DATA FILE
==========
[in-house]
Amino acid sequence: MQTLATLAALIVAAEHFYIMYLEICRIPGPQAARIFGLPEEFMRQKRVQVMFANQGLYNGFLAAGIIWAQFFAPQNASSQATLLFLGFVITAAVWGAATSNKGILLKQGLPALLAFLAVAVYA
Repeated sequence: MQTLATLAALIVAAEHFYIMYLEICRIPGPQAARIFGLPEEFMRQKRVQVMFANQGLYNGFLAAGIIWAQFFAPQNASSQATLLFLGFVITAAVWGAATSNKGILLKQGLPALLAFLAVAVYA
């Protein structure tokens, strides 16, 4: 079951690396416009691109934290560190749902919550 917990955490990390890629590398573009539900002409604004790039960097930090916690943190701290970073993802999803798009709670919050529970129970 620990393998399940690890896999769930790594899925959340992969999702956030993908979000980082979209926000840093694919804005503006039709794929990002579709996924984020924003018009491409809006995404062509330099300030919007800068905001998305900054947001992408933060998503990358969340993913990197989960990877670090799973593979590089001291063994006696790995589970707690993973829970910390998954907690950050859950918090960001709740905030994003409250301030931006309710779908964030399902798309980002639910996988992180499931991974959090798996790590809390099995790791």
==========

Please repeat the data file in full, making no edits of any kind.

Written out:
[in-house]
Amino acid sequence: MQTLATLAALIVAAEHFYIMYLEICRIPGPQAARIFGLPEEFMRQKRVQVMFANQGLYNGFLAAGIIWAQFFAPQNASSQATLLFLGFVITAAVWGAATSNKGILLKQGLPALLAFLAVAVYA
Repeated sequence: MQTLATLAALIVAAEHFYIMYLEICRIPGPQAARIFGLPEEFMRQKRVQVMFANQGLYNGFLAAGIIWAQFFAPQNASSQATLLFLGFVITAAVWGAATSNKGILLKQGLPALLAFLAVAVYA
């Protein structure tokens, strides 16, 4: 079951690396416009691109934290560190749902919550 917990955490990390890629590398573009539900002409604004790039960097930090916690943190701290970073993802999803798009709670919050529970129970 620990393998399940690890896999769930790594899925959340992969999702956030993908979000980082979209926000840093694919804005503006039709794929990002579709996924984020924003018009491409809006995404062509330099300030919007800068905001998305900054947001992408933060998503990358969340993913990197989960990877670090799973593979590089001291063994006696790995589970707690993973829970910390998954907690950050859950918090960001709740905030994003409250301030931006309710779908964030399902798309980002639910996988992180499931991974959090798996790590809390099995790791």